29 January 2013

On Holocaust Memorial Day We Still Don't Know Enough About the Holocaust

Last Sunday (27 January) was the Holocaust Memorial Day. 

Actually, it was the UN and EU sanctioned remembrance. Yom HaShoa, is observed on 27 April.

Normally, I would not comment on such a sad and somber day, but I came across a couple of news item that made me think of something specific about the Holocaust.

A short while ago, a friend of mine sent me the video clip of Alice Sommer-Herz (also referred to as Alice Summers). She is a Holocaust survivor and a wonderful human being. She must be 110 this year and apparently lives by herself in a small flat in London and plays the piano for two and a half hour every day.

This is a brief interview with her where she explains how she always chose to feel optimistic and how she enjoys every small thing in life.

You can click here to see the clip. I promise you it will be worth your while.

I shared this clip with a few friends and one of them came back with a startling reaction. He said that he was so tired of Jewish people bringing up the Holocaust all the time that he found Alice's perspective refreshing.

I am using the adjective "startling" because, in my experience, Jewish people almost never bring up the Holocaust. This is especially the case for people who had family members perish in the camps. I think the idea that one can be hated so much for just being who they are that they can be summarily and systematically pushed aside, tortured and killed is so painful that they would rather not talk about it. I know I wouldn't. Especially considering that, at the time, a vast majority of humanity refused to lift a finger to stop the atrocities.

Then I asked around and to my chagrin, I found out that many people were secretly thinking along the same lines. Some thought that the topic was just ever-present. Others felt that we just studied obsessively something that has a zero chance of happening again. And yet others downplayed the unique horror of the Holocaust by comparing it with the suffering of the Palestinians. (Just like the Lib-Dem MP who said four days ago:
"I am saddened that the Jews, who suffered unbelievable levels of persecution during the Holocaust, could within a few years of liberation from the death camps be inflicting atrocities on Palestinians in the new State of Israel and continue to do so on a daily basis in the West Bank and Gaza.")
I personally believe that, despite being a disproportionately horrendous event, the Holocaust is mentioned much less often than the 9/11 World Trade Center incident. Consequently, most young people have either a very vague idea about the Holocaust or they ignore it completely. For instance, a significant majority of French people have never heard of the Vel d'Hiv round up I mentioned a few months ago. A contemporaneous opinion poll found out that of the respondents who are younger than 35 years of age, up to 67 % had no clue about the round up.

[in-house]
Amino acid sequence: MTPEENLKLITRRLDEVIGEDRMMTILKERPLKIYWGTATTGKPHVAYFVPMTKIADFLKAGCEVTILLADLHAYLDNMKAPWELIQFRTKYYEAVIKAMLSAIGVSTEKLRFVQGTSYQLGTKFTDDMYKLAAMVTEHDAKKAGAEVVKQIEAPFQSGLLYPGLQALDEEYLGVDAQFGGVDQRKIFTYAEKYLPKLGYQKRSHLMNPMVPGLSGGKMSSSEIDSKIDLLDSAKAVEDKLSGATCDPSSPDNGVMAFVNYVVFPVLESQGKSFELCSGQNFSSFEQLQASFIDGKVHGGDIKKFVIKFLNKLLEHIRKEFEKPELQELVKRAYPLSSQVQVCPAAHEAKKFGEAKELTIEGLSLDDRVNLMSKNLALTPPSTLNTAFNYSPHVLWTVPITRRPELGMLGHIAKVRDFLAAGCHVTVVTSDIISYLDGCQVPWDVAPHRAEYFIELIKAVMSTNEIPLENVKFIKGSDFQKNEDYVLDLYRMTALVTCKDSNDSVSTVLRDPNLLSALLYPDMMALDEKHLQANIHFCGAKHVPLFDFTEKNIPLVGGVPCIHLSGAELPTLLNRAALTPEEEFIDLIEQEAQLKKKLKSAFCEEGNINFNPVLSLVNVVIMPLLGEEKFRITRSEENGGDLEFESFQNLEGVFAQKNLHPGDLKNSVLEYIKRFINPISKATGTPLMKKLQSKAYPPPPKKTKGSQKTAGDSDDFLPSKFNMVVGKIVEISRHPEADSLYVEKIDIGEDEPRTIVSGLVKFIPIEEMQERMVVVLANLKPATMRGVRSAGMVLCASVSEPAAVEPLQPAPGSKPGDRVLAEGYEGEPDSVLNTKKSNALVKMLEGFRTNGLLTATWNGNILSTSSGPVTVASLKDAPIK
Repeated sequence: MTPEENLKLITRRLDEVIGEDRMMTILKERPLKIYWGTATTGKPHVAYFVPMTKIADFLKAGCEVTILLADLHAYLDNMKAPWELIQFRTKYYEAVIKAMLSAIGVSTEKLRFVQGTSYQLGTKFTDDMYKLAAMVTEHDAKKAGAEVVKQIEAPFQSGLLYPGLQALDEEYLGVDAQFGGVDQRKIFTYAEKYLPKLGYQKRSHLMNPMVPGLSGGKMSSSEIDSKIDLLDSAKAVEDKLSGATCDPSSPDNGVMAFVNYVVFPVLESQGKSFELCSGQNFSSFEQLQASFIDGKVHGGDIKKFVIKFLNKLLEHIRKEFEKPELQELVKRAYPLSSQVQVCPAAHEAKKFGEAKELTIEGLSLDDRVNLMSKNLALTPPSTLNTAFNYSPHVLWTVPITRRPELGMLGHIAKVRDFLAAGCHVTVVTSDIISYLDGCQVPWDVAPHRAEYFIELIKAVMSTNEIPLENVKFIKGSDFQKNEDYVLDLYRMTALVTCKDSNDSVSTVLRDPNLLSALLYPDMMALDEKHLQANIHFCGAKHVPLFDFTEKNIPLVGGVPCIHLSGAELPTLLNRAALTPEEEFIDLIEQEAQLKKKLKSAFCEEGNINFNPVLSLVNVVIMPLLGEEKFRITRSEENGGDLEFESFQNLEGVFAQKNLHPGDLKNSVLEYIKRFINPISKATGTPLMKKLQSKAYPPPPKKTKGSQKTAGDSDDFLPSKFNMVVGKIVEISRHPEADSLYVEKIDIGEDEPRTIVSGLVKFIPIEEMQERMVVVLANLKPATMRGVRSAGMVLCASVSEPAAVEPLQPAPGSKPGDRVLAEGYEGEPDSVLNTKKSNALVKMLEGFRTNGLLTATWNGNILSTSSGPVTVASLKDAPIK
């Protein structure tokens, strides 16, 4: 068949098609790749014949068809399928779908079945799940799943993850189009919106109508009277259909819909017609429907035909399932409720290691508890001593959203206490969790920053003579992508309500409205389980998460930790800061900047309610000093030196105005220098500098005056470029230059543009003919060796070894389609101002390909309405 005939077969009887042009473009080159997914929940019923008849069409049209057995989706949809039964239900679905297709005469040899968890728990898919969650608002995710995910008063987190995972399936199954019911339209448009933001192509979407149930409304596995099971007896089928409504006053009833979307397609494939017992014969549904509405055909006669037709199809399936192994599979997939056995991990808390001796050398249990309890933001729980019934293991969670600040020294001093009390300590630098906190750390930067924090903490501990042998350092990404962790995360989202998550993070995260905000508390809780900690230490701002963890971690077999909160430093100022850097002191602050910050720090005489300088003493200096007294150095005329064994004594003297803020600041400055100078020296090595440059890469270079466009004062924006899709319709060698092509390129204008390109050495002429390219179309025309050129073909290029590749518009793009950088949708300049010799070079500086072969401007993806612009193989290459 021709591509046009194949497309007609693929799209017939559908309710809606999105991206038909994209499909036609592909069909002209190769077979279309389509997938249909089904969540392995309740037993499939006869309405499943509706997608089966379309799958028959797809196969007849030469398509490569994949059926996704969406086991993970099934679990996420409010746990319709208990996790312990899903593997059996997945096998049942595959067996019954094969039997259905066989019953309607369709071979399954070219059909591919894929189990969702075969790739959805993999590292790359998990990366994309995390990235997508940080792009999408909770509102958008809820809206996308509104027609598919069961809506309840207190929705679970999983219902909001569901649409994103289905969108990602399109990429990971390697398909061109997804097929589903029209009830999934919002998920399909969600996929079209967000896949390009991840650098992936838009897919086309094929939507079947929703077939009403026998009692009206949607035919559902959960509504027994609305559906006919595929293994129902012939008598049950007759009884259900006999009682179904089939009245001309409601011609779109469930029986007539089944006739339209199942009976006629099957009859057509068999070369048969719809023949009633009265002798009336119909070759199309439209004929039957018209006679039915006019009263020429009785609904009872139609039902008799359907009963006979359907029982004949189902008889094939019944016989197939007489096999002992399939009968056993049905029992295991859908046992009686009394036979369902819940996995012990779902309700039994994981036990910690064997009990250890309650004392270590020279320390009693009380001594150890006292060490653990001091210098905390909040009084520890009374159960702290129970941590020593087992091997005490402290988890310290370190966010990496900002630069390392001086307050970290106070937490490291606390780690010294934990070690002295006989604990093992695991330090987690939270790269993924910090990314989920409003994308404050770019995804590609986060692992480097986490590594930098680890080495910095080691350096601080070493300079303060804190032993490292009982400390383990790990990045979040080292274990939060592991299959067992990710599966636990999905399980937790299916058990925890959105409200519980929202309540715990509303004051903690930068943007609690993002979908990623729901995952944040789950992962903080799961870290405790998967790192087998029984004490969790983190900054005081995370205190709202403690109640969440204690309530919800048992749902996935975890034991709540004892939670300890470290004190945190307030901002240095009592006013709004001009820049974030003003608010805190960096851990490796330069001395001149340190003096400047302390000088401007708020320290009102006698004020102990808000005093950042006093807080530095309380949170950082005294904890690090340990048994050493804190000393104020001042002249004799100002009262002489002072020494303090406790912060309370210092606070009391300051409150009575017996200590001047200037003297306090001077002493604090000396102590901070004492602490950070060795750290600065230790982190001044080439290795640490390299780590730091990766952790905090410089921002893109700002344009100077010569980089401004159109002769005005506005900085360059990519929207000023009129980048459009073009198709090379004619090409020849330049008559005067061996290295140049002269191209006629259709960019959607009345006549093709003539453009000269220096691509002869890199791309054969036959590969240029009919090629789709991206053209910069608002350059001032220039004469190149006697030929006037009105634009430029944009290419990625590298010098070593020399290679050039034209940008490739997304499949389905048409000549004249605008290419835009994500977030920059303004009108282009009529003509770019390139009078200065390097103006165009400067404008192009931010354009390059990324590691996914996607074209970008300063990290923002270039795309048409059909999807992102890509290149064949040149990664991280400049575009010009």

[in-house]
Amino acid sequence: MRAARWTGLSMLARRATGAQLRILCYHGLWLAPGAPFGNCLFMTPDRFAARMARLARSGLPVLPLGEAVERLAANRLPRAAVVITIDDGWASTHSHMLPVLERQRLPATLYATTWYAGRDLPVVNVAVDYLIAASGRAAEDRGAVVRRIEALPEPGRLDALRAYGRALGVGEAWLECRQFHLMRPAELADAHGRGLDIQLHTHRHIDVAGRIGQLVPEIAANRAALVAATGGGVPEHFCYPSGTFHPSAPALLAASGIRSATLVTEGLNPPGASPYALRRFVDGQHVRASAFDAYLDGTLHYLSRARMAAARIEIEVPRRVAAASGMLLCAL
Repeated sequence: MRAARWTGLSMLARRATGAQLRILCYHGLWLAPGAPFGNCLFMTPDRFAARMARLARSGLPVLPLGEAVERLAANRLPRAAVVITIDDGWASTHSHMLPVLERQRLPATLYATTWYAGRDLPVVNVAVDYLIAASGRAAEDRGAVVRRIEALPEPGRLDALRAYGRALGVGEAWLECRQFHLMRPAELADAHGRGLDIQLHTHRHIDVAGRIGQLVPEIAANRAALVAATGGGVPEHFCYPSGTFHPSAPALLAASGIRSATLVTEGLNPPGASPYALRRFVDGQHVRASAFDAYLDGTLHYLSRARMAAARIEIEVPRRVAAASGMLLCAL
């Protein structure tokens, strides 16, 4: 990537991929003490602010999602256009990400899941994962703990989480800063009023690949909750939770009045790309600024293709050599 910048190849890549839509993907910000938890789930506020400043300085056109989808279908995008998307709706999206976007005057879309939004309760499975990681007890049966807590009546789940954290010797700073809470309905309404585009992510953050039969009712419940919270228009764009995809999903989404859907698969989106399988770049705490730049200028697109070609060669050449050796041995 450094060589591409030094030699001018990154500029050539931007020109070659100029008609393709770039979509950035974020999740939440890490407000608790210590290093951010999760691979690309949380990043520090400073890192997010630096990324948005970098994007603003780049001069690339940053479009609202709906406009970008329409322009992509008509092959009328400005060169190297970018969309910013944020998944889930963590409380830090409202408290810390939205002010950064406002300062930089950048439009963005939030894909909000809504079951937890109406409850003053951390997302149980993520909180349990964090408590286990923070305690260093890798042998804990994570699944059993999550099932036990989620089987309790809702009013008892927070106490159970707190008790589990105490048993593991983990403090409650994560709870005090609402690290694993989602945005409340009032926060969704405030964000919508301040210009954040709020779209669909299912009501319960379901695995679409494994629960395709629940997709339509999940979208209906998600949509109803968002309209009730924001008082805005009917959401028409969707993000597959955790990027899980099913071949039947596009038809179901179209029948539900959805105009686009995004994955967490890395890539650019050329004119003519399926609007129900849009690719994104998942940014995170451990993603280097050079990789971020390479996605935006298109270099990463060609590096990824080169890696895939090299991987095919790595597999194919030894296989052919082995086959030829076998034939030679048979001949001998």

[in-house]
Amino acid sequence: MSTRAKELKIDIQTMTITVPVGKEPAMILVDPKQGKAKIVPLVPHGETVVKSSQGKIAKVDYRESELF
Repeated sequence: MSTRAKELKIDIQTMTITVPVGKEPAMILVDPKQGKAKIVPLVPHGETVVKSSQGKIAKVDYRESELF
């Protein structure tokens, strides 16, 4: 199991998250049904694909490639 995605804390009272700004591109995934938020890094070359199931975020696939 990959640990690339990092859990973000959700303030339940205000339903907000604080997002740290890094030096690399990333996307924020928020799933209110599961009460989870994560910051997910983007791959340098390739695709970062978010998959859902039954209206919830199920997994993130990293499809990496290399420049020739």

Last week, I was reminded of that blissful ignorance once again, when I read an article about a survivor who had to suffer in four different camps. Henia Bryer, prisoner A26188 told the BBC that she was worried that young generations knew nothing about the Holocaust.
"I had an operation once and the anaesthetist comes and looks at [the tattoo on] my arm and he says, 'What is this?' And I said, 'That's from Auschwitz.' And he said, 'Auschwitz, what was that?' And that was a young man, a qualified doctor," she says.

There was no time to explain: "I was unconscious the next minute!"

Bryer's memories of the camps and the scenes she witnessed, remain - and she is determined that what happened should never be forgotten.
People's impressions notwithstanding, I also know that we have not studied the Holocaust enough.

A day after I read the BBC piece, a friend of mine sent me a book review, The book was about the widespread and systematic rape and sexual abuse of Jewish women during the Holocaust.
The rape and sexual abuse of Jewish women in the Holocaust has been a subject that is so taboo that it has taken 65 years for the first English language book on the subject to make its way to the public.
This is partly because of the circumstances.
Many sexually abused women were raped and then simply killed.

Author Moinka J. Faschka of Kent State University in Ohio, one of the contributors to the book, cites survivor Harry Koltun, who said in an interview: "[T]he Gestapo SS came in and took out a few Jewish girls, they took them into a forest and they never came back. They did what they had to do sexually, and they killed them. Nice, nice looking girls."
There was also an almost universal unwillingness to talk about these case.
At a presentation at the Anne Frank Center USA in New York, the book's authors said that previously the barriers to telling the stories of sexual abuse have been tremendous. Some Holocaust scholars believed that segmenting out rape stories–and even women's stories unrelated to sexual violence--would sever women from the community by focusing on one group when all Jews, regardless of gender, were targeted for persecution. Rape was not included in the Nuremberg Trials when Nazi officials were charged with war crimes.

In other cases, women feared they would be considered "impure" or be ostracized by their families.
I am reasonably knowledgeable about World War II and the atrocities committed in most places and against most people. I read about the Holocaust and the social history of the period rather extensively. I have been to Yad Vashem.

If I never heard of these terrible stories that means that we haven't talked about the Holocaust and we haven't studied these terrible events nearly enough.

And as Rwanda and Srebrenica showed us, we need to do both if we don't want something like this ever to happen again.

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